By Euro Weekly News Media • 24 November 2011 • 16:25
Photo of Iranian President Ebrahim Raisi.
Credit: Wikipedia By Tasnim News Agency, CC BY 4.0, https://commons.wikimedia.org/w/index.php?curid=58384533
THE Carretera de Mijas re-opened to traffic yesterday (Wednesday), ending many months of travel disruption to the 40,000 people who used it daily.
The road which connects Mijas Pueblo with Fuengirola was closed for road works much longer than anticipated due to disputes over pay between workers and contractors. “Two new roundabouts have been created on the road and the bridge has been increased to four lanes,” said Fuengirola Mayor Esperanza Oña.
But many businesses located near works on what was once a busy road have seen profits fall by half and for others the reopening will come as little relief after being forced to close due to lack of clientele.
Expat commuter and mother of two, Nicola Thompson, said this will make massive difference, as the journey from Mijas to Fuengirola took her nearly double the time while the road works were on. “As I do the trip around four times a day, it wasted a lot of time, and time is precious,” she said.
The works have not cost Fuengirola Town Hall anything as the road works carried out by the Profasan company came about following an agreement with El Corte Ingles, located in the Mijas municipality, but bordering Fuengirola.
The agreement involved an €8 million investment. While the new road will be ‘bigger and better’, the extended time period in which it has taken to complete this section of the road has meant that many businesses have suffered financially and people have lost their jobs.
Café Alfin, opposite Lidl supermarket, has lost 30 per cent of its customers estimates its owner Ricardo Bedmar.
The 39-year-old father of one has owned the bar for six year and since the road works began has had to lay-off one of his employees, leaving him with five staff. “This is because many of my clients worked at or were clients of Peugeot and other businesses on the other side of the road works on the road up to Mijas Pueblo,” Ricardo told EWN.
“Only those from Fuengirola and his regulars still come”. However, the future does not look rosy now that the road will open. “Of course I am happy the road works are finally over, but I am a bit worried because those clients may have gotten used to going to other places and it could take a while to rebuild my clientele,” said Ricardo.
While the Lidl supermarket on the roundabout before the road works has seen fewer customers, these clients have been diverted to other stores, so as a whole the chain has not lost out too much.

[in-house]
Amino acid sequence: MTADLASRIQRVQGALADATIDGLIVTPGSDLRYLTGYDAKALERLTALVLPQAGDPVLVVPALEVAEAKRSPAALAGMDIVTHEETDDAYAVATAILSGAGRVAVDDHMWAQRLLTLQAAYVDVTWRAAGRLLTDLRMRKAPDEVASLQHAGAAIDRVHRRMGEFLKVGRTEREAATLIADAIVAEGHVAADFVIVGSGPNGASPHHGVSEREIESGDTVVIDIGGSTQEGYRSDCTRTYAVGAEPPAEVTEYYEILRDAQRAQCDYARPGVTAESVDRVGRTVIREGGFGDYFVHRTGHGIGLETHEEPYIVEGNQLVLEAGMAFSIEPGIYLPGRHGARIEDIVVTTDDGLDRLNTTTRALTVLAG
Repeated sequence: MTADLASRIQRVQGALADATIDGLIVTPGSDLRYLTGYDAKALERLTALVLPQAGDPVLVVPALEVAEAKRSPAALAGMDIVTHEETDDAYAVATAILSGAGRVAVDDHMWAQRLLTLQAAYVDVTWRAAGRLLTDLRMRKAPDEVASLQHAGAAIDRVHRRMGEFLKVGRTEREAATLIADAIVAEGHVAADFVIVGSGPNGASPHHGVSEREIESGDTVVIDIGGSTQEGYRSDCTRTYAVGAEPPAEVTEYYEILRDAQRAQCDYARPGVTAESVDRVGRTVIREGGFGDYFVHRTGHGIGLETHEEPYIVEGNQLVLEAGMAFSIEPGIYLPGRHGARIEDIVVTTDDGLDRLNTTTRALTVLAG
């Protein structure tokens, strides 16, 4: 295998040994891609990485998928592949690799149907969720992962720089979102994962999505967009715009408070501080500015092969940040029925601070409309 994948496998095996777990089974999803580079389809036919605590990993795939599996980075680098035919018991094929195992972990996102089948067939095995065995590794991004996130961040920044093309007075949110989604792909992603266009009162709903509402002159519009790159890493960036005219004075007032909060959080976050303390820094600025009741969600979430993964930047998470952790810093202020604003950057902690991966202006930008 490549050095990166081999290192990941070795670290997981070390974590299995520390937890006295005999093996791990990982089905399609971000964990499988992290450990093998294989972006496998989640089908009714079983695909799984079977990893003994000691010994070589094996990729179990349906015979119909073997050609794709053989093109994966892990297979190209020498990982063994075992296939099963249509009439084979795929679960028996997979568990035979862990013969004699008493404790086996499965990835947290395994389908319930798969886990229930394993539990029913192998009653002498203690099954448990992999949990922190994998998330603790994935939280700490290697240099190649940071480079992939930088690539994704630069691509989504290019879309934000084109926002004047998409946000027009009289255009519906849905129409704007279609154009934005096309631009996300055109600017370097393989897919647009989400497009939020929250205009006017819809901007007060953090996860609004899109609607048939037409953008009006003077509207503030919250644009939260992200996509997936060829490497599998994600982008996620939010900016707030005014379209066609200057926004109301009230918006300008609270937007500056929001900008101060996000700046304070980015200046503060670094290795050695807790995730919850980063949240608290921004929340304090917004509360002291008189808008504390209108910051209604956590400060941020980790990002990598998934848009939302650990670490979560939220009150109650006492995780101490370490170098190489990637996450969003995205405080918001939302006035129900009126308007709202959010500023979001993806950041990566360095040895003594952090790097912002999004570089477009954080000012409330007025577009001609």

The butchers/bakery outside the cash registers has lost 40 per cent of their clients, estimates one of its remaining workers, Francisco Jose Melgar Moreno who has worked there 11 years. “The bakery part had to close down as it was not selling enough of the baked goods and they cannot keep for more than a day,” Francisco told EWN.
“This means that two staff were let go, leaving me and one other to cover the butchery. Now that the road is opening I think the clients we lost will start coming back, bit by bit.”
Tangerine petrol station had to close on two occasions due to the road works. The Tangerine petrol station on the roundabout on the Mijas side of the road works has not only suffered financially, but was damaged by the road works.
“We had to close for a few days after workers cut the water tubes, which then had to be fixed,” Manager Joaquin Fernandez told EWN. “There were also some days when we had to close because the roundabout access was closed off. This year has been a disaster. Our profits for this period has been more than half that of the same period last year.”
The worry for this petrol station is also that it could take a while for customers, especially those who used to come to have food and drinks at the café, to come back.
“People get used to other places,” said Joaquin. “I think it will take at least a year to get back to previous sales levels.” People hoping to gain work during the summer where also affected.
“Although we managed to keep our nine full-time staff, the number of temporary workers we hire to cover high season, holidays’ etc, has decreased drastically,” said Joaquin.
“There is absolutely no excuse that these road works took so long to complete, when it should have been a matter of a few short months. The works were not done well, even down to the lack of signage, meaning many cars came down this way getting lost and not knowing how to use the alternative route.”
Photo credit: James YeadonBy Nicole Hallett
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